The House voted Thursday to approve a Republican-drafted measure that would eliminate many of the provisions of the Affordable Care Act — the first step toward keeping one of President Trump's campaign pledges and a victory for GOP lawmakers who have long railed against Obamacare, as the ACA is commonly known.
The measure moves to the Senate, where it's fate is far from certain.
House Majority Leader Kevin McCarthy told lawmakers "finally after years of waiting, we have the chance to do something good today." Democrats accused Republicans of ramming the bill through without fully understanding its provisions or its implications.
The bill included last-minute amendments designed to draw votes from the most conservative House Republicans in the House Freedom Caucus as well as from their more moderate counterparts.
The changes were necessary after the original bill was pulled from the floor in March when it became apparent it would not pass. And last week, GOP leaders considered bringing it back, but then decided not to risk another vote.
Republican members had their arms twisted by President Trump in phone calls, and attended a last minute pep rally Thursday morning, in which GOP House leaders reportedly told them it was "time to live or die by this day."
The measure, known as the American Health Care Act, was called "a monstrosity" by House Minority Leader Nancy Pelosi, who said centrist Republicans who voted for the bill will have "walked the plank from moderate to radical," adding "you will glow in the dark," after voting for the bill.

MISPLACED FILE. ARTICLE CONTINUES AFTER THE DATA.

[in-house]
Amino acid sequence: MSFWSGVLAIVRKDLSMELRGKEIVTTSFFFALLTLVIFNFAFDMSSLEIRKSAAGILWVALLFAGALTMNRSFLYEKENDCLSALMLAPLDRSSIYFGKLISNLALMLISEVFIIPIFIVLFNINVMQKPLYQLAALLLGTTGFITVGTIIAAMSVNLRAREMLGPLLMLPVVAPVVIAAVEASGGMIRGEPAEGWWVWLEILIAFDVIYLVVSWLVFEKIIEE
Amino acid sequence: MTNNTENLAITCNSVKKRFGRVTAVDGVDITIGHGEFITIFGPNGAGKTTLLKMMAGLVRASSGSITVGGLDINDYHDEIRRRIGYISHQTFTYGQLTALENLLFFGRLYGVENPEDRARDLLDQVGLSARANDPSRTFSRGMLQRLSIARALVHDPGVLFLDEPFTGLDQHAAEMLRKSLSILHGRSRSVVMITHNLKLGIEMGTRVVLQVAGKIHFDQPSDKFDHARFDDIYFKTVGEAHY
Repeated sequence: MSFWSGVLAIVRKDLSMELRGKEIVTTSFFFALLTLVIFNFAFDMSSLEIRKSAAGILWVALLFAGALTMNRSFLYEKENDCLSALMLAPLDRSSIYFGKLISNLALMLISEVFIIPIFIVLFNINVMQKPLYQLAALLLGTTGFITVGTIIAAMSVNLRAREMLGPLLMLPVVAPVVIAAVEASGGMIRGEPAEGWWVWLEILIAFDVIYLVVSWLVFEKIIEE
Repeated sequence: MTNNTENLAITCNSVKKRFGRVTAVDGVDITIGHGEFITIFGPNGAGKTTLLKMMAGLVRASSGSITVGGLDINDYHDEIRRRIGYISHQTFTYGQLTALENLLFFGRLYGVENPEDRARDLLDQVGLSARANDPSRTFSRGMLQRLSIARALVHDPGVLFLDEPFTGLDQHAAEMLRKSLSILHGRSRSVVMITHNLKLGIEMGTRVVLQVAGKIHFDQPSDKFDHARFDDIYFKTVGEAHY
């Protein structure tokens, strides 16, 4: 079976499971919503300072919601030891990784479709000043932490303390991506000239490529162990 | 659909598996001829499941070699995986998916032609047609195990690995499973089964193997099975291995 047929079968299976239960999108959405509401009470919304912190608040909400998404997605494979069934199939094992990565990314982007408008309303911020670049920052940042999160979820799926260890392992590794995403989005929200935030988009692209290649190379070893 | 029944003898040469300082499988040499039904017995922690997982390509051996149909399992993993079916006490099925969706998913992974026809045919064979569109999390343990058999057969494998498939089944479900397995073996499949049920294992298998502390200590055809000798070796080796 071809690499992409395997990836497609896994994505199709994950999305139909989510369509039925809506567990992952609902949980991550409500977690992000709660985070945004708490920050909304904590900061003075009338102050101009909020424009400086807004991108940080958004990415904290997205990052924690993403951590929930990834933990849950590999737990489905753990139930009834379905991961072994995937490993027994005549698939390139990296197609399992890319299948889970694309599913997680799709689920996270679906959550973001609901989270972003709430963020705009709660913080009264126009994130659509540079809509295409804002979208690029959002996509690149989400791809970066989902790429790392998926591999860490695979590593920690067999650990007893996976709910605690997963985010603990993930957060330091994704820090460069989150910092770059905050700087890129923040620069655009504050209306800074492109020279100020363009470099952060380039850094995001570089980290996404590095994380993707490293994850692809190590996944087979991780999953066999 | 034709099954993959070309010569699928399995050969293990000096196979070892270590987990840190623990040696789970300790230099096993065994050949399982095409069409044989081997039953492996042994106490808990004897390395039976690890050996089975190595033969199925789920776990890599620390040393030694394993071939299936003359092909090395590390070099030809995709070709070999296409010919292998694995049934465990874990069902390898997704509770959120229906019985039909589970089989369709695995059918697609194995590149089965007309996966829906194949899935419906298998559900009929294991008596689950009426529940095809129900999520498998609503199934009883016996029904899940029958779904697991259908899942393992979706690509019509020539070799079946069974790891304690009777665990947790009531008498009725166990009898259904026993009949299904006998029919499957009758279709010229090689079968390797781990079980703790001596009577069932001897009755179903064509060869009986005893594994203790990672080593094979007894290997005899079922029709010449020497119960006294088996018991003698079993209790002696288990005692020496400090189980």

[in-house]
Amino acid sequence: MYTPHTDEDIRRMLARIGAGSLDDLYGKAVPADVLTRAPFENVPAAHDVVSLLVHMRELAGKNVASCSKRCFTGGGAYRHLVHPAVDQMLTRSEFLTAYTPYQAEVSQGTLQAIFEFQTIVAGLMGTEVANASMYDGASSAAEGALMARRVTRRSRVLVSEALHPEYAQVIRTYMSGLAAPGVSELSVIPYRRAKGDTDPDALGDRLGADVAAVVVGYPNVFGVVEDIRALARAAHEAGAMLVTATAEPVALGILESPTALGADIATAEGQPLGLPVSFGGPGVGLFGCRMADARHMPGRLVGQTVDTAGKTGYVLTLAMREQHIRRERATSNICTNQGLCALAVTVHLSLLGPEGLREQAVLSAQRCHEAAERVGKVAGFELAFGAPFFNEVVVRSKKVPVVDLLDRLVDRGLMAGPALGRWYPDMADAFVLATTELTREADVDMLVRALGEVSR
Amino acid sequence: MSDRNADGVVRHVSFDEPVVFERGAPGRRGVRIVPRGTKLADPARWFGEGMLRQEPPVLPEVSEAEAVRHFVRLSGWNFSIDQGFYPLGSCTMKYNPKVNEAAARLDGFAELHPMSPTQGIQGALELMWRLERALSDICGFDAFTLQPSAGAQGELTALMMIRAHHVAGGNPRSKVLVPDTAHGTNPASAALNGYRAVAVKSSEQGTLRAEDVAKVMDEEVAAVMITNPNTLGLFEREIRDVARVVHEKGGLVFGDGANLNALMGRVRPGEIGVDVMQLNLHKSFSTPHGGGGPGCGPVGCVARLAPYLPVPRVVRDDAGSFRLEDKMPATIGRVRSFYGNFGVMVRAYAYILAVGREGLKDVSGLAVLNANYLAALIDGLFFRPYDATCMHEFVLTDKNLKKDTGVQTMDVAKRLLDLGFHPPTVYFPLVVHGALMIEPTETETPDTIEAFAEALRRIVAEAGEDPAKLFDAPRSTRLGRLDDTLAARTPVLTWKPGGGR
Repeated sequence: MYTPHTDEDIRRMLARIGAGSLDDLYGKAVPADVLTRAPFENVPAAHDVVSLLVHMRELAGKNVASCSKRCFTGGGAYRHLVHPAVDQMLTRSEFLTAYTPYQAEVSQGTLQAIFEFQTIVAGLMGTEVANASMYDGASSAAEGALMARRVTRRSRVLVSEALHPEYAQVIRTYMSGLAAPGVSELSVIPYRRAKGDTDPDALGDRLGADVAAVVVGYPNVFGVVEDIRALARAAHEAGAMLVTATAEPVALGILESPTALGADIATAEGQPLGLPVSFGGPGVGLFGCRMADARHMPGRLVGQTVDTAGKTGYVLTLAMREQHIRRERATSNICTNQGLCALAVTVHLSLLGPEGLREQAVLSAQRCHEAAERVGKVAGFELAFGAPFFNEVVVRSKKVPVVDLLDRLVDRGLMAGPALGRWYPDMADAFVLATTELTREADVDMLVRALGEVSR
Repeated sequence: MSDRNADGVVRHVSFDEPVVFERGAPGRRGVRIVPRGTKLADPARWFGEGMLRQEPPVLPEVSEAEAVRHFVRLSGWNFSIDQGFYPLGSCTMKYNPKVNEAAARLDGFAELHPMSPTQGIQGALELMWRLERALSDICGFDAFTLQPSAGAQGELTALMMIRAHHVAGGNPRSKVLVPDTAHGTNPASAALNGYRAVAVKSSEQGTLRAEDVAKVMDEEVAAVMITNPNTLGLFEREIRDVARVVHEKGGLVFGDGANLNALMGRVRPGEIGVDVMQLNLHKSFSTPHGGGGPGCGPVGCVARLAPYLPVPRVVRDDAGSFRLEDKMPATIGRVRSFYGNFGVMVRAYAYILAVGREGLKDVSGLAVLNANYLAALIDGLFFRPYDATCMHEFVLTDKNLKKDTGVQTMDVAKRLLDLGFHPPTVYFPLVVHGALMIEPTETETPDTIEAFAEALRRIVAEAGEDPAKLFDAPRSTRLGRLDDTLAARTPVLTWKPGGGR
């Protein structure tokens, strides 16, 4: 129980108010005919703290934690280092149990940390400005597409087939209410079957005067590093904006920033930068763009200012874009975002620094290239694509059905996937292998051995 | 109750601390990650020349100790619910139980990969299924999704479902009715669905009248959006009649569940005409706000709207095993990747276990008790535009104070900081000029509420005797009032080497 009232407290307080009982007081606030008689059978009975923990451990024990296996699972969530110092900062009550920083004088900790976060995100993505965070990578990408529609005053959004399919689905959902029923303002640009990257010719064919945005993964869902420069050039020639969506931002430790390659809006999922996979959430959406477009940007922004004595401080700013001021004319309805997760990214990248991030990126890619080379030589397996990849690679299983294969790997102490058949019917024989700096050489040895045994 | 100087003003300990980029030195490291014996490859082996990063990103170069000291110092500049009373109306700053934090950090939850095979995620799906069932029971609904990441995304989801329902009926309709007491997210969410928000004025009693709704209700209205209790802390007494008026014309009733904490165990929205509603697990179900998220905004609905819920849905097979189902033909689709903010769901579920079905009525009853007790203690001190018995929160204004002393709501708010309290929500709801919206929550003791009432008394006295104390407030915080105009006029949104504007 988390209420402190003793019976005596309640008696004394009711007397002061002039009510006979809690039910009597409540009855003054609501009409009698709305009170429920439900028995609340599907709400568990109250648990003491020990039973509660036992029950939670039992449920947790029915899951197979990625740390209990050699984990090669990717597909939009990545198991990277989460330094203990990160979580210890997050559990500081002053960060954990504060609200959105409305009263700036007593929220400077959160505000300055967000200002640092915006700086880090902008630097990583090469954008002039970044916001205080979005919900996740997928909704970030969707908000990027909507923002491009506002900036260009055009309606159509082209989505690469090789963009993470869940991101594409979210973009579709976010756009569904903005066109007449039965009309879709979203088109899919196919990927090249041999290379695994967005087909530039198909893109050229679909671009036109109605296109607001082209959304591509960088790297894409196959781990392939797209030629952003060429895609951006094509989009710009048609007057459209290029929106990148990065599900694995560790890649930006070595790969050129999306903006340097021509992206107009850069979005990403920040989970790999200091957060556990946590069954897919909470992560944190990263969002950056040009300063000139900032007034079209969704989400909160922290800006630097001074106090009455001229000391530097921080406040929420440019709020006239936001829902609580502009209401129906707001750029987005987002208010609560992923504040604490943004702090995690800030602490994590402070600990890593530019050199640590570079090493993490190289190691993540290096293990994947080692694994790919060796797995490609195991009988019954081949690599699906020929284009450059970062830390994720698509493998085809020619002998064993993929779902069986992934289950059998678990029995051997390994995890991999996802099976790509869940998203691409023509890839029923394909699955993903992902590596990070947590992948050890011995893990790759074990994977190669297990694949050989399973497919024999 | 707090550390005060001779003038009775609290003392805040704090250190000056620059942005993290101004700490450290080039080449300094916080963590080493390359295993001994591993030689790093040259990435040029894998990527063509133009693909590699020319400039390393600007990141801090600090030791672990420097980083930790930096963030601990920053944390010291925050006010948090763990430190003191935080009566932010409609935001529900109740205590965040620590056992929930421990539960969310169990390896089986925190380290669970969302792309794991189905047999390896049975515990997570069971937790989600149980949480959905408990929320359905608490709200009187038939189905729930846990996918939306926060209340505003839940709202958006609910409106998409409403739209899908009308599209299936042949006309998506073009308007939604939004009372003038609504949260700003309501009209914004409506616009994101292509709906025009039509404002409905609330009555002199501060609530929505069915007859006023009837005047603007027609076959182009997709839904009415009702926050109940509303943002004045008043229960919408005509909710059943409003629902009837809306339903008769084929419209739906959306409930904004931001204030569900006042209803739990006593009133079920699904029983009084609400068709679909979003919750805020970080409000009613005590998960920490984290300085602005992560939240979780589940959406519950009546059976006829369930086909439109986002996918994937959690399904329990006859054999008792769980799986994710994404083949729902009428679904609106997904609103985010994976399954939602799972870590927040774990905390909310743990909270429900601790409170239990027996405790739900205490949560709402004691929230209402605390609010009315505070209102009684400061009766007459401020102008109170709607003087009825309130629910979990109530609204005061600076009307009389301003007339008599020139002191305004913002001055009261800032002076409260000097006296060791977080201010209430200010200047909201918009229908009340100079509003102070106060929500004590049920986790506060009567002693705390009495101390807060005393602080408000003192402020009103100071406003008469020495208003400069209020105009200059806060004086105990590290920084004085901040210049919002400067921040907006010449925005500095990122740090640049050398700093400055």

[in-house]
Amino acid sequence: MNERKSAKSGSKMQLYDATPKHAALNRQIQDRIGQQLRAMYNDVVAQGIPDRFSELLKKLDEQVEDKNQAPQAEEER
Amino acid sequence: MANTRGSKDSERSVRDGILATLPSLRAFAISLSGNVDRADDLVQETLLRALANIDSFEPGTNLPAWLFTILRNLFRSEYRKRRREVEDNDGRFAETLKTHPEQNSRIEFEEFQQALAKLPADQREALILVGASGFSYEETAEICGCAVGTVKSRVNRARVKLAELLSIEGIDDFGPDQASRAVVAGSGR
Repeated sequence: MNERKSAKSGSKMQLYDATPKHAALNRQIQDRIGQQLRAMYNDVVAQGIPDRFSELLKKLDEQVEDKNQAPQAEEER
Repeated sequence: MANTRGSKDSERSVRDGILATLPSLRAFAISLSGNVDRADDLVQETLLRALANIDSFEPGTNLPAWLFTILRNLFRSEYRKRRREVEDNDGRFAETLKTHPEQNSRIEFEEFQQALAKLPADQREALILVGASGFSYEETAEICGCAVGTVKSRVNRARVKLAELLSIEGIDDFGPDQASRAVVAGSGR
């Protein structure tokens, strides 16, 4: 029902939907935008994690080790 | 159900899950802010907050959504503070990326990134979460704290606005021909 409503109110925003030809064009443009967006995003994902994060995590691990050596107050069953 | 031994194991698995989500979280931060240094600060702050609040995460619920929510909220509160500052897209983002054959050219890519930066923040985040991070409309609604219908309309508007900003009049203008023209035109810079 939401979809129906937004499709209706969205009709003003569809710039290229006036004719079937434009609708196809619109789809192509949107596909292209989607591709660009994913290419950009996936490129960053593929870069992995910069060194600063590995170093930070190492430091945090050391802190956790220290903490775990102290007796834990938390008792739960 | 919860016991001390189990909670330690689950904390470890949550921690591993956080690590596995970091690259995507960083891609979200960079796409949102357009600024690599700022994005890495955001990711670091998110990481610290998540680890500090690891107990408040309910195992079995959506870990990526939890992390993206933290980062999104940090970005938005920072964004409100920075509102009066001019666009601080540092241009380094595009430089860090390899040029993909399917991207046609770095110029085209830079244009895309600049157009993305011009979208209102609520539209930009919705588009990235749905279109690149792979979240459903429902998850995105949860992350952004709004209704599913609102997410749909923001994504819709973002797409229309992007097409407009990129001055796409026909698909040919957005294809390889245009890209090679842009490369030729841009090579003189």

The House voted on the bill without any knowledge about how many Americans will be affected, or the measure's price tag. That's because the Congressional Budget Office, the official scorekeeper, hasn't had a chance to analyze the amended bill. But the CBO estimated an earlier version of the measure would mean 24 million people could lose their insurance.
But we do know the bill would cut taxes imposed by the Affordable Care Act, and slash funding for Medicaid, which was expanded under the ACA, by more than $800 billion. It would also allow states to seek waivers for many of the patient protections in Obamacare, including those provisions intended to help people with pre-existing conditions.
The measure does provide $8 billion for states to set up high-risk pools to cover those with pre-existing conditions who are unable to find affordable coverage on the open market. That last-minute addition was key to winning support from some House Republicans who were especially concerned about coverage for pre-existing conditions. But critics say it's woefully short of the amount of money actually necessary to guarantee affordable coverage.